Never forget. (Photo credit: Bruce Bennett)
Tonight I was naughty and ordered pizza. A food coma knocked me out for two and a half hours on our living room couch. When I woke up, walked downstairs, and refreshed the website I helped create, I learned that the Washington Capitals traded everybody’s favorite French Canadian bro, Mathieu Perreault, for a fourth round pick and a minor league dude from Anaheim that George McPhee will probably say “can play.”
As an avowed fan who gets emotionally connected to some of the players, it’s — ya know — kinda upsetting. From a blogger’s point of view, Perreault was one of the most interesting players on the team. He had personality. He delivered many, many pageviews.
But when I check my emotion and look at the facts, this move is curious on a few levels. Mathieu Perreault was an underrated player who brought the team a lot of value. Since the 2010-11 season, the Capitals have been a much better team with Perreault on the ice than off. Despite his tiny size, Perreault is a talented puck-chaser and forechecker who drives play.
Perreault’s the type of player — especially when playing in the bottom six — who can create instant offense and take advantage of certain match-ups with his speed and skill. He can also join the top six in a pinch and has proven in the past that he can play well there.
While he was the tiniest guy on the ice during the Caps/Rangers playoff series, he still led the Caps in playoff points, tied with Mike Green and Joel Ward at 4. I know it’s a small sample size, but isn’t playoff performance something the Caps value? Isn’t that where this team has faltered over the years?
Simply put, Mathieu Perreault is a player that was blossoming, and ready for more of a prominent role on the team. Instead, when Mike Ribeiro signed with the Phoenix Coyotes during the first day of free agency in July, George McPhee said Brooks Laich would fill his void, and did not even mention Perreault. Perry was relegated to playing with the Capitals B team during this year’s preseason.
Did Perreault fall out of favor? Is McPhee looking for more grit a la the Toronto Maple Leafs? Does he want a more traditional player in the bottom six? Did Perreault’s request for more ice time last season sour him to management? Was Perreault the only option for a trade? Only McPhee knows.
Shedding Perreault’s $1.05 cap hit basically finalizes the Caps’ opening night roster. The team now has enough cap space to fit Tom Wilson, a six-foot four-inch rookie winger, on the team all season. Instead of sending Wilson back to Plymouth and letting him dominate the OHL for one more season, he will now fight for playing time in the bottom six. While I believe Wilson will turn out to be a good player for this team (because of his skating ability), this season is very important for his development. Will he be a lifetime bottom-six winger who fights more than scores? Is 6 to 10 minutes a night in an accelerated league going to hinder the 19-year-old Wilson from developing a scoring touch? It’s a tough decision, but the safer route would have been to send him back to the OHL where’d he dominate– and then bring back next season oozing confidence. At least with Perreault you know what you had– a competent role player with 3 seasons of experience. Wilson could have been brought on at the end of the season just like last year. Sometimes punting isn’t the worst thing.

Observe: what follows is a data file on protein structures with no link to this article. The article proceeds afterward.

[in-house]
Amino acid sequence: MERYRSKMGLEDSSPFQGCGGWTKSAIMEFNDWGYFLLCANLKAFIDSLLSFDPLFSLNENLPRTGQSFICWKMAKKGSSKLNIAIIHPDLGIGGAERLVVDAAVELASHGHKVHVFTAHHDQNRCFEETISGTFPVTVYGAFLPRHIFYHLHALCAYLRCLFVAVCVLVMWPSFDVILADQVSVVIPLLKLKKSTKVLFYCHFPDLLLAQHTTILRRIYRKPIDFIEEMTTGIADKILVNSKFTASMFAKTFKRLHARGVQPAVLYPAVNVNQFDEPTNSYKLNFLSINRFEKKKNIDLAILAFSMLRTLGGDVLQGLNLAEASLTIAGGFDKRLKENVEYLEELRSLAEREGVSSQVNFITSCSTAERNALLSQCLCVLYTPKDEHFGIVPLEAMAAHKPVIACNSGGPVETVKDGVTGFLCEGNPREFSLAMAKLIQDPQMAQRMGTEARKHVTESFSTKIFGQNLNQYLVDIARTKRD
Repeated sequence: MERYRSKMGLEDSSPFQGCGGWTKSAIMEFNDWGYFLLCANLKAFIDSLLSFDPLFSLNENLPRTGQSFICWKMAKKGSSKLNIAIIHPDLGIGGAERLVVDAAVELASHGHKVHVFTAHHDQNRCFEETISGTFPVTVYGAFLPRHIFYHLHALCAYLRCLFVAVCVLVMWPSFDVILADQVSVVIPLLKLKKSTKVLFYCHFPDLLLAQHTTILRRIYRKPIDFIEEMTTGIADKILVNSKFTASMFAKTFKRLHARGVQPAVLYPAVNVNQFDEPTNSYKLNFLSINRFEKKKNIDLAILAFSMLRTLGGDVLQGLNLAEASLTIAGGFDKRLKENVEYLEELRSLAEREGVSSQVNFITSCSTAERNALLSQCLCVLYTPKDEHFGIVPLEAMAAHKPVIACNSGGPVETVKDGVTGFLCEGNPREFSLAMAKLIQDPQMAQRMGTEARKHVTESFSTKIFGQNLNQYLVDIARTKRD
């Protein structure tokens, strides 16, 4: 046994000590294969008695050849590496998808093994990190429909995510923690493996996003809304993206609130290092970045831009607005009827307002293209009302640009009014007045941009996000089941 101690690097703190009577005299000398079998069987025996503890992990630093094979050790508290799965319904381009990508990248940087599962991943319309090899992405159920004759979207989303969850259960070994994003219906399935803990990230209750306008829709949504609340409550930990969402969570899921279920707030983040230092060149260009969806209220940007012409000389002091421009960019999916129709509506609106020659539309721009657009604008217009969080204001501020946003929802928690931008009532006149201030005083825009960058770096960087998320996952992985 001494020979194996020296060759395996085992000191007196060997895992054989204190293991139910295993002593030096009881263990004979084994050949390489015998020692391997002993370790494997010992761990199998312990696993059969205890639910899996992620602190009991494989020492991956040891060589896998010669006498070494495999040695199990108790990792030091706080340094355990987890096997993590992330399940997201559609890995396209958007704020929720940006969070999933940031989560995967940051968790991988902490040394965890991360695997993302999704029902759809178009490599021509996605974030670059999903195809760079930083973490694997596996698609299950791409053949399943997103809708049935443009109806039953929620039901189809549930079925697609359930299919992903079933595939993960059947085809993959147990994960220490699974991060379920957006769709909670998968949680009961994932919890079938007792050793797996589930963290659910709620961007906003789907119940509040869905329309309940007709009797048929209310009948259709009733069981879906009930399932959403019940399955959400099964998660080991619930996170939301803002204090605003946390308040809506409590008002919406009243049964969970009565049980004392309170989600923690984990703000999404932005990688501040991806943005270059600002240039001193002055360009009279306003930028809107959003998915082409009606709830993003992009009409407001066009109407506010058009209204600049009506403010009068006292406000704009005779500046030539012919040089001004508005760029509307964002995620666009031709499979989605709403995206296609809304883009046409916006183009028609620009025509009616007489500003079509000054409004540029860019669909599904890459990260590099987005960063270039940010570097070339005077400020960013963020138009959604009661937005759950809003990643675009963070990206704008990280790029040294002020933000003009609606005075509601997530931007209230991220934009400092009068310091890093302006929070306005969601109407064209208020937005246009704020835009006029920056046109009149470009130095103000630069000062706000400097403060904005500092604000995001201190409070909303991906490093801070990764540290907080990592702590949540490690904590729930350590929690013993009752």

This trade seems to lack long-term vision. It seems more a reaction to temporal forces– the roster deadline and the salary cap crunch. It’s not as if the team’s depth at center has been magically fixed with the signing of Mikhail Grabovski. While Grabo has been everything the Capitals wanted during the preseason so far, he’s likely only here for one year. He’s here to build up his stats to get a big long-term deal somewhere else in 14-15. Let’s not kid ourselves about that. Mikhail Grabovski in the long term is probably a mirage.
If you take Grabo out of the equation for 2014-15 and beyond, the Caps are faced with the same issues they’ve had for the last 200 years: depth at center. They have Nicklas Backstrom, Jay Beagle, and maybe Martin Erat and Eric Fehr as options. Here’s how Mathieu Perreault stacked up against them.
Caps prospect Evgeny Kuznetsov, as we’ve discussed before, is probably not going to play center (if and when he ever arrives). Brooks Laich can play center, but he’s a natural at wing. Marcus Johansson can play center, but can’t win face-offs and does best when sheltered and playing with talented linemates. The Caps do not have many talented center prospects in the system. Next season, they will once again lack a number-two center and we’ll have to complain about it all over again.
To shed salary, the Capitals have lost a high-quality depth centerman in the prime of his career. The move opens up minutes for Eric Fehr (who led the team in preseason scoring) and checkers Tom Wilson and Michael Latta, but at a dear cost. The move hints that this team values sheer size over the qualities that are proven to win games, qualities Perreault certainly had.
You just have to think that George McPhee’s philosophy on building a team changed after losing to the New York Rangers in the second round of the 2011-12 playoffs.
“In the playoffs, we made a note after one of the games,” Capitals GM George McPhee said after he drafted Tom Wilson during the 2012 draft. “It was to remember these games when we’re at the draft. Remember how intense they are, how demanding they are, how physical they are, and make sure we get someone who wants to play in that kind of stuff.”
Trading the smallest guy on the team to make cap room for the new largest guy on the team is no coincidence.